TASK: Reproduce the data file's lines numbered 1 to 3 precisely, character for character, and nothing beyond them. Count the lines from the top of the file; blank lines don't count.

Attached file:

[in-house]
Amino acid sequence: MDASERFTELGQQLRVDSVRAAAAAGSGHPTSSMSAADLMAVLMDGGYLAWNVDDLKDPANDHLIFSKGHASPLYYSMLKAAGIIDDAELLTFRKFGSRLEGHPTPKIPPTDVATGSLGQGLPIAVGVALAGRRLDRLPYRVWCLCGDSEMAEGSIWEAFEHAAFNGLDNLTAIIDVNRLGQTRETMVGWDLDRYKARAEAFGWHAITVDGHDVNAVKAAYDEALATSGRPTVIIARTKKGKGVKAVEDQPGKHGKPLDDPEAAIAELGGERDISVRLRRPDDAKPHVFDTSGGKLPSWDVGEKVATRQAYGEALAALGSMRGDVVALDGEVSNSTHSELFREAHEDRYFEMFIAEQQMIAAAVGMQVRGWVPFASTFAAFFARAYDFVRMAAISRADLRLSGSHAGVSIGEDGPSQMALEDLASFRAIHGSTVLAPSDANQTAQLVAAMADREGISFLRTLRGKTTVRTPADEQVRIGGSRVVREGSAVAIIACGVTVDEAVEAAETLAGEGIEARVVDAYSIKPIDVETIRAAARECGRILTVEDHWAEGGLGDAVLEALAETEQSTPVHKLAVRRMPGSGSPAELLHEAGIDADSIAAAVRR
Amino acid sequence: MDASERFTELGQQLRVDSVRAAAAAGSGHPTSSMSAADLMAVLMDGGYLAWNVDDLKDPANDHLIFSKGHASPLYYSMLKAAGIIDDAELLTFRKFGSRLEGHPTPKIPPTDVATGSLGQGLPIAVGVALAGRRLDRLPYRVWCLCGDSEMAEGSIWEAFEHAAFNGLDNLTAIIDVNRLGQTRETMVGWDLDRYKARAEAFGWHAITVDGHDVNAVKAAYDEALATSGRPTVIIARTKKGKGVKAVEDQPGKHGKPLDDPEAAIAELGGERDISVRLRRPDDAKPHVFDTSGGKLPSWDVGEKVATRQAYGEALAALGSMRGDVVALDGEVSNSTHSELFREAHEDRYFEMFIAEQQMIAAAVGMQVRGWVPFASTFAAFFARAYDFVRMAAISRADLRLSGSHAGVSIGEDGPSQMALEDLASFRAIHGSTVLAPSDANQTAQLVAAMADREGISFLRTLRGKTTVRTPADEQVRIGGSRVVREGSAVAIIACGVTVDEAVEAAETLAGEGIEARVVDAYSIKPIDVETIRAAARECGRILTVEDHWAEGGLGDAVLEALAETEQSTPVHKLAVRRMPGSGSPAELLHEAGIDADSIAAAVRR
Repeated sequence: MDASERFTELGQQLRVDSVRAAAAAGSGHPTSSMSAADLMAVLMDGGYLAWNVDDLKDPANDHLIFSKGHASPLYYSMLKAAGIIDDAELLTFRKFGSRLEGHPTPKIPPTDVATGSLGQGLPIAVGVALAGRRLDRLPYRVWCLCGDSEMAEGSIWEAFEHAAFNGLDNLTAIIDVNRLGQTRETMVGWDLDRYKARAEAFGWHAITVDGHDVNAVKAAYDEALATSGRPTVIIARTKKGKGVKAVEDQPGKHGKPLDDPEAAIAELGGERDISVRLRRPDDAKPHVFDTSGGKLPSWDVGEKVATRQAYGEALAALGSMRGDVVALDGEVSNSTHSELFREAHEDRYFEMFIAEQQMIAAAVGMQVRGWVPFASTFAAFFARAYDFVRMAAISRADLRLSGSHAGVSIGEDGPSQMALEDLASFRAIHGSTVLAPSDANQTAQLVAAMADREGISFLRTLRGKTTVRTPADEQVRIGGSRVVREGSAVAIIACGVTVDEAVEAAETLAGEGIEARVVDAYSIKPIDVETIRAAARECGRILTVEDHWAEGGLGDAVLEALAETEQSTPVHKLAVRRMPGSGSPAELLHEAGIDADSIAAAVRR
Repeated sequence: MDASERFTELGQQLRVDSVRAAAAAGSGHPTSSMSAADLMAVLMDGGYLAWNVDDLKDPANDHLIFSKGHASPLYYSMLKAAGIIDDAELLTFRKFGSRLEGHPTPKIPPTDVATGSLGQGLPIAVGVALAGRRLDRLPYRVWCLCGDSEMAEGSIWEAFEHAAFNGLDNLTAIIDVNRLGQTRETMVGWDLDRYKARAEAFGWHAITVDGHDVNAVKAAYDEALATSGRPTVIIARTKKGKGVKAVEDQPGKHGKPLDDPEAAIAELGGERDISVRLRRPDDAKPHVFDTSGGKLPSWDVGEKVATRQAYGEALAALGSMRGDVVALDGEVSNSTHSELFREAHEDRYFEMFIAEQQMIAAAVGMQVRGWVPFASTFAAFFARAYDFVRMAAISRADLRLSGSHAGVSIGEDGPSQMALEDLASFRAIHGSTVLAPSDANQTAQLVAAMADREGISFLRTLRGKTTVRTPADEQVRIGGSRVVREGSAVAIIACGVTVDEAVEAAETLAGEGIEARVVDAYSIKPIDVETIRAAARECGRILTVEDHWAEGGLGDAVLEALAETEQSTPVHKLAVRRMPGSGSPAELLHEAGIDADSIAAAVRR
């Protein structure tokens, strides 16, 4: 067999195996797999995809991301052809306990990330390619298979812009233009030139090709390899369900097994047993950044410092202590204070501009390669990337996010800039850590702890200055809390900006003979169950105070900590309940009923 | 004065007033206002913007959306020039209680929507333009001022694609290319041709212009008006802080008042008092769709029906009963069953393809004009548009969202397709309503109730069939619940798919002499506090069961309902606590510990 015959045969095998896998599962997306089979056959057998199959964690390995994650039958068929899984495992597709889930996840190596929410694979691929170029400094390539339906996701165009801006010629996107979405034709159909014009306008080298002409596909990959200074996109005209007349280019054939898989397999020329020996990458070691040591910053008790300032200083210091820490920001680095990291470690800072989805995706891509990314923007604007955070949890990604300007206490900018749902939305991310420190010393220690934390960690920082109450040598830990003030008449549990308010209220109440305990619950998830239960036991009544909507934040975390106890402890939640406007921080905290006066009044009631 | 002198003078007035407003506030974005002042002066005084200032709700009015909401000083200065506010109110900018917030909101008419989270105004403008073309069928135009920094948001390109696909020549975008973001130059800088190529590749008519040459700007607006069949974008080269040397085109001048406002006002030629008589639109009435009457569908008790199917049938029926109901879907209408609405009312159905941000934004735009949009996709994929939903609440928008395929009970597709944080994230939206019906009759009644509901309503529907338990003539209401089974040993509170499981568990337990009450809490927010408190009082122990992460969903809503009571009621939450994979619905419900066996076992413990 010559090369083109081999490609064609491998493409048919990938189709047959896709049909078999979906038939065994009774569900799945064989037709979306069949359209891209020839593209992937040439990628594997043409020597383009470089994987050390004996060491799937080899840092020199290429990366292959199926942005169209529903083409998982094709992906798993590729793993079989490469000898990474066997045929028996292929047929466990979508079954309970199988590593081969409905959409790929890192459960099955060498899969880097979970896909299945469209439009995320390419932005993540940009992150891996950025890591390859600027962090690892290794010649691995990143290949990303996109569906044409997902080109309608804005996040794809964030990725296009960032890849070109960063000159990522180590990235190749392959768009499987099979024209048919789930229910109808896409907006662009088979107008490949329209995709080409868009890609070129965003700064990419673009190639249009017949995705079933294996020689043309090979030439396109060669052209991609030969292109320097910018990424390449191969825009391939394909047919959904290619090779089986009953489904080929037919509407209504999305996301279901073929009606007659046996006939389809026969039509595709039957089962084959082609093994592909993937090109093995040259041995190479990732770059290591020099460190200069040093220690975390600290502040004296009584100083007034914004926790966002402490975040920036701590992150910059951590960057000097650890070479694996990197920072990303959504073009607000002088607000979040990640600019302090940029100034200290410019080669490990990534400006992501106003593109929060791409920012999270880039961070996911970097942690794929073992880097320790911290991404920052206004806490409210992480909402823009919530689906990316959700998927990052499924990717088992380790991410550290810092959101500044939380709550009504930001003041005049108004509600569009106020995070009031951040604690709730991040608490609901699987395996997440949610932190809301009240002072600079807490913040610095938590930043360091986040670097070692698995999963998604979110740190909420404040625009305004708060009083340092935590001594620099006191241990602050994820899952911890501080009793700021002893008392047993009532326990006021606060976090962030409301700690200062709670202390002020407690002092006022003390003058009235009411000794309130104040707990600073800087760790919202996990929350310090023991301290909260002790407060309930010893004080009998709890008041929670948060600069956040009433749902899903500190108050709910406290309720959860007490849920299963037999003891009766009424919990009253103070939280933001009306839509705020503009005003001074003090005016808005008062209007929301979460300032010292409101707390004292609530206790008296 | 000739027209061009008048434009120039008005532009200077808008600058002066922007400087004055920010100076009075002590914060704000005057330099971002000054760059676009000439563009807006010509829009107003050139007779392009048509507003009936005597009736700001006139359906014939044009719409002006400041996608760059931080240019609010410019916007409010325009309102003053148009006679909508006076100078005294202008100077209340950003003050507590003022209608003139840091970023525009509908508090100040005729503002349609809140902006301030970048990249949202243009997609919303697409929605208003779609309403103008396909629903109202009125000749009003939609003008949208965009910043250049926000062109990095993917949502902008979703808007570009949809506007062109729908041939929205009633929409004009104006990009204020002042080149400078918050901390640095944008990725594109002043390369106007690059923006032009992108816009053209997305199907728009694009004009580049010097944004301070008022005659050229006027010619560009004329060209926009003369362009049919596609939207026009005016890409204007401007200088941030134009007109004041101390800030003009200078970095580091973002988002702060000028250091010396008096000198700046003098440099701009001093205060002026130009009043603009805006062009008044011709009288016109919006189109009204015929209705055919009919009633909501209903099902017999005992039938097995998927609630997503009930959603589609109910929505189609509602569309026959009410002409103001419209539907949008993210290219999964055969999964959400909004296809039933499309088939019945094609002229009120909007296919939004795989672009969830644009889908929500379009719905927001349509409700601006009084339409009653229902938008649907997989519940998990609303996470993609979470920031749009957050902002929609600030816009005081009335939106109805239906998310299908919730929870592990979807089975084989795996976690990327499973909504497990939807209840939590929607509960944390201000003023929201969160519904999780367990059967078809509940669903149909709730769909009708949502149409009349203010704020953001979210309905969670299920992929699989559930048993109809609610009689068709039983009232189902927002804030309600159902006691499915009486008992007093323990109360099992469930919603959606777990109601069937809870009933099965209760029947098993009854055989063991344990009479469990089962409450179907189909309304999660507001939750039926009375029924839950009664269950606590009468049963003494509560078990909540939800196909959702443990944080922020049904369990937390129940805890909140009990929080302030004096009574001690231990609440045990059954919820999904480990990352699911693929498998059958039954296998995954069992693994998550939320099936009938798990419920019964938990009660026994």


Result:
[in-house]
Amino acid sequence: MDASERFTELGQQLRVDSVRAAAAAGSGHPTSSMSAADLMAVLMDGGYLAWNVDDLKDPANDHLIFSKGHASPLYYSMLKAAGIIDDAELLTFRKFGSRLEGHPTPKIPPTDVATGSLGQGLPIAVGVALAGRRLDRLPYRVWCLCGDSEMAEGSIWEAFEHAAFNGLDNLTAIIDVNRLGQTRETMVGWDLDRYKARAEAFGWHAITVDGHDVNAVKAAYDEALATSGRPTVIIARTKKGKGVKAVEDQPGKHGKPLDDPEAAIAELGGERDISVRLRRPDDAKPHVFDTSGGKLPSWDVGEKVATRQAYGEALAALGSMRGDVVALDGEVSNSTHSELFREAHEDRYFEMFIAEQQMIAAAVGMQVRGWVPFASTFAAFFARAYDFVRMAAISRADLRLSGSHAGVSIGEDGPSQMALEDLASFRAIHGSTVLAPSDANQTAQLVAAMADREGISFLRTLRGKTTVRTPADEQVRIGGSRVVREGSAVAIIACGVTVDEAVEAAETLAGEGIEARVVDAYSIKPIDVETIRAAARECGRILTVEDHWAEGGLGDAVLEALAETEQSTPVHKLAVRRMPGSGSPAELLHEAGIDADSIAAAVRR
Amino acid sequence: MDASERFTELGQQLRVDSVRAAAAAGSGHPTSSMSAADLMAVLMDGGYLAWNVDDLKDPANDHLIFSKGHASPLYYSMLKAAGIIDDAELLTFRKFGSRLEGHPTPKIPPTDVATGSLGQGLPIAVGVALAGRRLDRLPYRVWCLCGDSEMAEGSIWEAFEHAAFNGLDNLTAIIDVNRLGQTRETMVGWDLDRYKARAEAFGWHAITVDGHDVNAVKAAYDEALATSGRPTVIIARTKKGKGVKAVEDQPGKHGKPLDDPEAAIAELGGERDISVRLRRPDDAKPHVFDTSGGKLPSWDVGEKVATRQAYGEALAALGSMRGDVVALDGEVSNSTHSELFREAHEDRYFEMFIAEQQMIAAAVGMQVRGWVPFASTFAAFFARAYDFVRMAAISRADLRLSGSHAGVSIGEDGPSQMALEDLASFRAIHGSTVLAPSDANQTAQLVAAMADREGISFLRTLRGKTTVRTPADEQVRIGGSRVVREGSAVAIIACGVTVDEAVEAAETLAGEGIEARVVDAYSIKPIDVETIRAAARECGRILTVEDHWAEGGLGDAVLEALAETEQSTPVHKLAVRRMPGSGSPAELLHEAGIDADSIAAAVRR